LETHAL GAS. KR2 upholstery cleaner can also be
used (found at Eckerd's).
tea, fruit, tobacco, paper, food, leaves, bark)
May cause a pinkish-brown
stain and may disappear after the source of the stain has been removed from
the surface. Clean with 12% hydrogen peroxide (hair bleaching strength) and
a few drops of ammonia.
Metal (iron, rust, copper, bronze)
Metal stains must be
removed using a poultice. (See section on making a poultice) Deep-seated,
rusty stains are extremely difficult to remove and the stone may be
markers, pen ink)
Clean with bleach or
hydrogen peroxide (light colored stone only) or lacquer thinner or acetone
(dark stones only). Top of page.
Making and Using a Poultice
A poultice is a liquid cleaner or chemical mixed
with a white absorbent material to form a paste about the consistency of
peanut butter. The poultice is spread over the stained area to a thickness
of about ¼” to ½” with a wood or plastic spatula, covered with plastic and
left to work for 24 to 48 hours. The liquid cleaner or chemical will draw
out the stain into the absorbent material. Poultice procedures may have to
be repeated to thoroughly remove a stain, but some stains may never be
Poultice materials include kaolin, fuller’s
earth, whiting, diatomaceous earth, powdered chalk, white molding plaster or
talc. Approximately one pound of prepared poultice material will cover one
square foot. Do not use whiting or iron-type clays such as fuller’s earth
with acid chemicals. The reaction will cancel the effect of the poultice. A
poultice can also be prepared using white cotton balls, white paper towels,
or gauze pads.
Cleaning Agents or Chemicals
Oil-based Stains: Poultice
with baking soda and water OR one of the powdered poultice materials and
Organic Stains: Poultice with
one of the powdered poultice materials and 12% hydrogen peroxide
solution OR use acetone instead of the hydrogen peroxide.
Iron Stains: Poultice with
diatomaceous earth and a commercially available rust remover. Rust
stains are particularly difficult to remove.
Copper Stains: Poultice with
one of the powdered poultice materials and ammonia. Copper stains are
particularly difficult to remove.
Biological Stains: Poultice
with one of the poultice materials and dilute ammonia OR bleach OR
hydrogen peroxide. DO NOT MIX AMMONIA AND BLEACH. THIS COMBINATION
CREATES A TOXIC AND LETHAL GAS.
Top of page.
Applying the Poultice
the poultice. If using powder mix the cleaning agent or chemical to a thick
paste the consistency of peanut butter. If using paper, soak in the chemical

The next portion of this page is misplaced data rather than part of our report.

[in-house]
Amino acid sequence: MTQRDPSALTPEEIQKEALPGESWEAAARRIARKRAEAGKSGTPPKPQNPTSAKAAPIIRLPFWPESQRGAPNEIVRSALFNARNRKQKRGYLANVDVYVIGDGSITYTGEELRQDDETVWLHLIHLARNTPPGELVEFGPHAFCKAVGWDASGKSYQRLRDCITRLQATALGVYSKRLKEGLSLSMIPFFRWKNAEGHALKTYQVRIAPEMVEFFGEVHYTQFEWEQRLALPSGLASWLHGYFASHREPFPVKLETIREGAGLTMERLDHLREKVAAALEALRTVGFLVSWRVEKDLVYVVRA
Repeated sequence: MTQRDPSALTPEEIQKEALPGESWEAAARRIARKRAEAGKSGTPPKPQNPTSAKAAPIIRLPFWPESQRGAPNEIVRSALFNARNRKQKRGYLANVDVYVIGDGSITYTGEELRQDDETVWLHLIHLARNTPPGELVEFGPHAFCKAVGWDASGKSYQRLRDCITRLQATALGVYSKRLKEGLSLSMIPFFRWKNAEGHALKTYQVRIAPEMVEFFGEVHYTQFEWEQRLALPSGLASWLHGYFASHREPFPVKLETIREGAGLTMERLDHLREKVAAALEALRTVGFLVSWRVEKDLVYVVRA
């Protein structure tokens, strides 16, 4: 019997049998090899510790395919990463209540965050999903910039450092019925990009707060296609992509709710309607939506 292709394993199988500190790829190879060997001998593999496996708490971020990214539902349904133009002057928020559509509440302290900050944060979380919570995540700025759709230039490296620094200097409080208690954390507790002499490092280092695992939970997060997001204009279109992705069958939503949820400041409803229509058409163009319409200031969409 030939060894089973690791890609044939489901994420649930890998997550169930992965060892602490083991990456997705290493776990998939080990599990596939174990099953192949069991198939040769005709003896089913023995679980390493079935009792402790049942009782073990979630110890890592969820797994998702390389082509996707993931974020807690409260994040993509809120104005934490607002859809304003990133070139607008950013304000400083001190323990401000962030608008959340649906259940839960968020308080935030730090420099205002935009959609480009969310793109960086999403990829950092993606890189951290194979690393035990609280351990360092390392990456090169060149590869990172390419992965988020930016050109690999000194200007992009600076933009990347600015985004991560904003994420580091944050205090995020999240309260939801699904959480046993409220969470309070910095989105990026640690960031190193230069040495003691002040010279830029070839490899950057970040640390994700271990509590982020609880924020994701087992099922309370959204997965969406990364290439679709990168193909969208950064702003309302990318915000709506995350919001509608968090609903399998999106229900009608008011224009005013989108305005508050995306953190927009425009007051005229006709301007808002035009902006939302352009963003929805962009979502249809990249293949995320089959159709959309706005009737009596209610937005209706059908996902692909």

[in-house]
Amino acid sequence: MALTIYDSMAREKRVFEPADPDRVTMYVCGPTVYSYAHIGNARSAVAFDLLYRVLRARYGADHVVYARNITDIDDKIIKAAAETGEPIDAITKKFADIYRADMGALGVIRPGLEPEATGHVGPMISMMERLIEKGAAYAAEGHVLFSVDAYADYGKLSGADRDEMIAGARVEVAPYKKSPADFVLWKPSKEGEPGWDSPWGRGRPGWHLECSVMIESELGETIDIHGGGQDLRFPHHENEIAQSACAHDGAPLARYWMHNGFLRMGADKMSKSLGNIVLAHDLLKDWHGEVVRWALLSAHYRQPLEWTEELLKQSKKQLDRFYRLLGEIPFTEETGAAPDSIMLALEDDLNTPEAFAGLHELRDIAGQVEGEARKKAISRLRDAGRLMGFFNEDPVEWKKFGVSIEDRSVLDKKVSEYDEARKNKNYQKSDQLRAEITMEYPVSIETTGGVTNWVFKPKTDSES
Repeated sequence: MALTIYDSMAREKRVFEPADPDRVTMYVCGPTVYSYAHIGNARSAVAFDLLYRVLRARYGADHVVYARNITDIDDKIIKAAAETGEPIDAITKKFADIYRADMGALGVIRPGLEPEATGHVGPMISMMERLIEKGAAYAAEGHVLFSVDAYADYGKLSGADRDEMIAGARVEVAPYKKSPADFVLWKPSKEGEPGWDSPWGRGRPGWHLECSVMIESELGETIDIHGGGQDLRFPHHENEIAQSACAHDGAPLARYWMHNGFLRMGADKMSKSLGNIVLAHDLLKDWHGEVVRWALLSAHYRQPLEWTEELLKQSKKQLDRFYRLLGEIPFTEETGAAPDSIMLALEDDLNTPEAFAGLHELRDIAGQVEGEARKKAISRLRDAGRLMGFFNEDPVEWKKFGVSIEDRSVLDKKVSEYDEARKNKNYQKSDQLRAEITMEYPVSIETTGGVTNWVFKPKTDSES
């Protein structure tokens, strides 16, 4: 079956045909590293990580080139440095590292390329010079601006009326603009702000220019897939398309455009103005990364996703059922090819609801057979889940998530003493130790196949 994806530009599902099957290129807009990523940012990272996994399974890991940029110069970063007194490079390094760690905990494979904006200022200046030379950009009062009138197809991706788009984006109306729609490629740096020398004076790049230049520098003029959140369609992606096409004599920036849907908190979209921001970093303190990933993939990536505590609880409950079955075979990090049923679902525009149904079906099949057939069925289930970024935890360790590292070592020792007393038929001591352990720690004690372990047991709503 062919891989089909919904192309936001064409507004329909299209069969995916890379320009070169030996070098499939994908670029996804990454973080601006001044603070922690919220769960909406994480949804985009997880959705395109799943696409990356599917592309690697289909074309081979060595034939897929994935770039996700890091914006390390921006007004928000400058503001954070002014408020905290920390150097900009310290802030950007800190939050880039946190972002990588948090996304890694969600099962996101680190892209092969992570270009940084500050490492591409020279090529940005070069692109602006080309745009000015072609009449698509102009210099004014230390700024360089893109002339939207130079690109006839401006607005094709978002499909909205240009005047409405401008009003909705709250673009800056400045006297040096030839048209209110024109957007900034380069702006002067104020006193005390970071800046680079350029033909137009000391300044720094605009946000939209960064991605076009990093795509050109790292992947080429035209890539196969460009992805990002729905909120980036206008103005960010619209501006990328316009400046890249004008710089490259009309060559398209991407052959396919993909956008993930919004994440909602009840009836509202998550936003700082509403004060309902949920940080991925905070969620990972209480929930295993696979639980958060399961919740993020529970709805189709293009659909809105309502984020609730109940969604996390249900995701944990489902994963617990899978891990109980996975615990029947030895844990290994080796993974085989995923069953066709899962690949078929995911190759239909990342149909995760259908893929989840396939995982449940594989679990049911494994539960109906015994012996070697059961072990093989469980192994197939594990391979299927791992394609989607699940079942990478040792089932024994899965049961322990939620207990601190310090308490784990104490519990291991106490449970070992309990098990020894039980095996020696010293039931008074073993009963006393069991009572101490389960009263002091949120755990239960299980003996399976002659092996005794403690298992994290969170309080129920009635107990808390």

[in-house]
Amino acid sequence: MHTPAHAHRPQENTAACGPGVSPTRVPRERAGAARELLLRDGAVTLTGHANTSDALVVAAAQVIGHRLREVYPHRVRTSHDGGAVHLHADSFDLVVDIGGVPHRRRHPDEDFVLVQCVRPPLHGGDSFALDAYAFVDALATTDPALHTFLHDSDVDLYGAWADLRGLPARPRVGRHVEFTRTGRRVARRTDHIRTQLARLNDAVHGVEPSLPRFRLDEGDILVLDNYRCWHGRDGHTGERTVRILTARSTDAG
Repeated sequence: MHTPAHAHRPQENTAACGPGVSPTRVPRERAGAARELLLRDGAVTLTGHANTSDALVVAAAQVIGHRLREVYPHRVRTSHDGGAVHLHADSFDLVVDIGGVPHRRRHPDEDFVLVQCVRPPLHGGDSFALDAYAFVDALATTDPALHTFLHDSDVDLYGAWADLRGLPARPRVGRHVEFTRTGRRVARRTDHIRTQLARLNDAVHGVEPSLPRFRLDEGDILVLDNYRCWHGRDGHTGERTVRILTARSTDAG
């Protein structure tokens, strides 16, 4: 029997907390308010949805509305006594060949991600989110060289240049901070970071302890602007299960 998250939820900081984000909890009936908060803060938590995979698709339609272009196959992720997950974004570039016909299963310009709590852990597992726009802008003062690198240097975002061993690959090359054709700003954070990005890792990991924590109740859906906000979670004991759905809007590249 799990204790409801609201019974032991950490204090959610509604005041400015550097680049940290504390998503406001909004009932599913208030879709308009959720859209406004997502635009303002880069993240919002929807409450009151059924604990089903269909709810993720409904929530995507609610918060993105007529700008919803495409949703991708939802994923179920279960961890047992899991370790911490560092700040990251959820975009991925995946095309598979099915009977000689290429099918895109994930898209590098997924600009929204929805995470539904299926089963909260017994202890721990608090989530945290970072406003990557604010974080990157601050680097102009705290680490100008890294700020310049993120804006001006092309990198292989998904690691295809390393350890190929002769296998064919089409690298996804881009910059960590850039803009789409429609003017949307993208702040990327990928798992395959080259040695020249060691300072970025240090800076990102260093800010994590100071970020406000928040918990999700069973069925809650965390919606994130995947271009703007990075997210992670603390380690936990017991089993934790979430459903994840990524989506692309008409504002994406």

and let drain. Do not let the liquid drip.
the stained area with distilled water.
the poultice to the stained are about ¼” to ½” thick and extend the poultice
beyond the stained area by about one inch.
the poultice with plastic and tape the edges to seal shut.
the poultice to dry thoroughly, usually 24-48 hours. The drying process is
what pulls the stain out of the stone and into the poultice material. After
about 24 hours remove the plastic and allow the poultice to dry.
the poultice from the stain; rinse with distilled water and buff dry with a
the poultice application if the stain is not removed. It may take up to five
applications for difficult stains.
Top of page.
Granites and marbles are quarried throughout the world in a variety of colors
with varying mineral compositions. In most cases, marbles and granites can be
identified by visible particles at the surface of the stone.
will normally show "veins" or high concentrations of minerals.
The minerals in Granite will typically appear as small flecks
distributed uniformly in the stone.
Each type of stone is unique and will vary in color, texture and marking.
Sandstones vary widely in color due to different minerals and clays
found in the stone. Sandstone is light gray to yellow or red. A dark reddish
brown sandstone, called Brownstone, has commonly been used in the
northeastern United States and eastern Canada. Bluestone is a dense,
hard, time-grained sandstone of greenish-gray or bluish gray color and is
quarried in the eastern United States.
Limestone is a widely used building stone with colors typically light
gray, tan or buff. A distinguishing characteristic of many limestones is the
presence of fossils that are frequently visible in the stone surface.
is a dark green, black, gray, dark red or multi-colored. It is
most commonly used as a flooring material and for roof tiles and is often
distinguished by its distinct by its distinct cleft texture.
Top of page.